Next time we’ll take a look at more of Morgan’s Alameda designs and present a walk that will allow our readers to see all seven Alameda designs.
Julia Morgan in Alameda
Part one of two
French eyebrows raised, tongues clicked and wagged. That woman was back. Dozens upon dozens of male professors and their students had wondered if she had learned her lesson — apparently she had not.
Last year, she tried to break into a very masculine 250-year-old French bastion, and the masters at the Ecole de Beaux-Arts told her she was not welcome. The field of architecture was no place for a woman, they politely informed her. She ignored them all.
On Nov. 9, 1898, Oakland High School and University of California graduate Julia Morgan passed their examination, ranking 13th out of 392 candidates. She became the first woman admitted to the prestigious French architectural school. Benjamin Chaussemiche, the official architect for the city of Paris, was certainly impressed; he opened his atelier to her. Three years later, Morgan became the first female Ecole de Beaux-Arts graduate.
After graduation, she stayed in Paris another year and worked for Chaussemiche; under his aegis, Morgan designed Harriet Fearing’s residence in Fontainebleau.
In 1902 Morgan returned to the Bay Area to work for University of California, Berkeley architect John Galen Howard. She worked on projects such as the Hearst Mining Building and the Greek Theater. While there, she found a kindred spirit in Ira Wilson Hoover.
According to John Edward Powell, Hoover was an Ohio native who completed his early schooling in Toledo, where he learned furniture design and drafting. He graduated from the University of Pennsylvania’s School of Architecture in 1900.
The following year he was awarded the John Sewardson Memorial Traveling Scholarship in Architecture, which he used to study at the American Academy in Rome. The Eighteenth Annual Exhibition of the Architectural League of New York had exhibited his work, “Musee de Cluny,” in 1903.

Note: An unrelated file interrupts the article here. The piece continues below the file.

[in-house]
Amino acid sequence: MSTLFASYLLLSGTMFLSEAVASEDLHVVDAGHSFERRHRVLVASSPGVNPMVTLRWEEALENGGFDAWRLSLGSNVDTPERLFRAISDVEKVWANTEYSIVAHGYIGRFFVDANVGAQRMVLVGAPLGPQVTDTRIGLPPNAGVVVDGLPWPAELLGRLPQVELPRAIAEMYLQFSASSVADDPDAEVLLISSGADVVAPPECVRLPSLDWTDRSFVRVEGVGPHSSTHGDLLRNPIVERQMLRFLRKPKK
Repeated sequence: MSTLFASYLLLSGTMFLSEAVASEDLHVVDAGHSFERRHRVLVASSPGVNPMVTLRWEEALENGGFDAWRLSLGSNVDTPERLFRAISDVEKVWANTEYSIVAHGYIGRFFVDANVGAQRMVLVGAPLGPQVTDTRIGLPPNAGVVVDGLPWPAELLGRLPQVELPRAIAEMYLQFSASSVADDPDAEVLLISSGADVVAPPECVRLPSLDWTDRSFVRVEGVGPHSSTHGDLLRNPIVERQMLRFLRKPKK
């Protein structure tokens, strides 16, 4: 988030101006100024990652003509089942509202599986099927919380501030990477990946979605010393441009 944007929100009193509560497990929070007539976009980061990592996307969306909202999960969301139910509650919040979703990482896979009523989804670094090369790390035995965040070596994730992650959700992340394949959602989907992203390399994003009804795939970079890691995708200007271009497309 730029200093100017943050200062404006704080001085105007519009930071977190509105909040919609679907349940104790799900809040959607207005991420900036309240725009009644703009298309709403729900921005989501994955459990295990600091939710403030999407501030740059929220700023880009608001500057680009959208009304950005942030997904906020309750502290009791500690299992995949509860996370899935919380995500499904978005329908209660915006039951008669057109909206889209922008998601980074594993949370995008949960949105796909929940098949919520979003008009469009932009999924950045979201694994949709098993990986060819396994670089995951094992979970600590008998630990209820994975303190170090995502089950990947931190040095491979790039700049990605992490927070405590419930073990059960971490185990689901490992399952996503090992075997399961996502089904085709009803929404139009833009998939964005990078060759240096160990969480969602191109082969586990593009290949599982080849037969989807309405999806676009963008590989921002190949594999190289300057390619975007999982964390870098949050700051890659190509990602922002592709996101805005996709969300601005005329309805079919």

By 1904 Morgan had opened her own office in San Francisco. That same year she designed the handsome Mission Revival bell tower on the Mills College campus. When the 1906 earthquake destroyed her offices, she moved her practice to Oakland and formed a partnership with Hoover.
The new firm, Morgan & Hoover, designed the Carnegie Library at Mills College and St. John’s Presbyterian Church in Berkeley. The firm also oversaw the structural renovation of San Francisco’s Fairmont Hotel, which the 1906 earthquake had rendered uninhabitable.
In 1909, Morgan & Hoover inked two commissions for homes in Alameda. They designed the first, a Bay Street home for George and Lucy Walker, in the Tudor Revival style. Census records tell us that George Walker was an investment banker. The Walkers paid the architects and builders the handsome sum of $9,755 for their home.
Morgan & Hoover’s second design is on Dayton Avenue. Alameda Museum curator George Gunn describes it as a “pseudo-English country residence.” Morgan and Hoover designed this home for Caroline and Louis Wineman, who paid a more modest $3,827 for their home. The 1910 census lists Louis as the secretary for an insurance company and shows the couple living in the home with sons Louis Jr. and Will.
Morgan and Hoover worked with the construction firm Leard & Gates to build the Dayton Avenue home.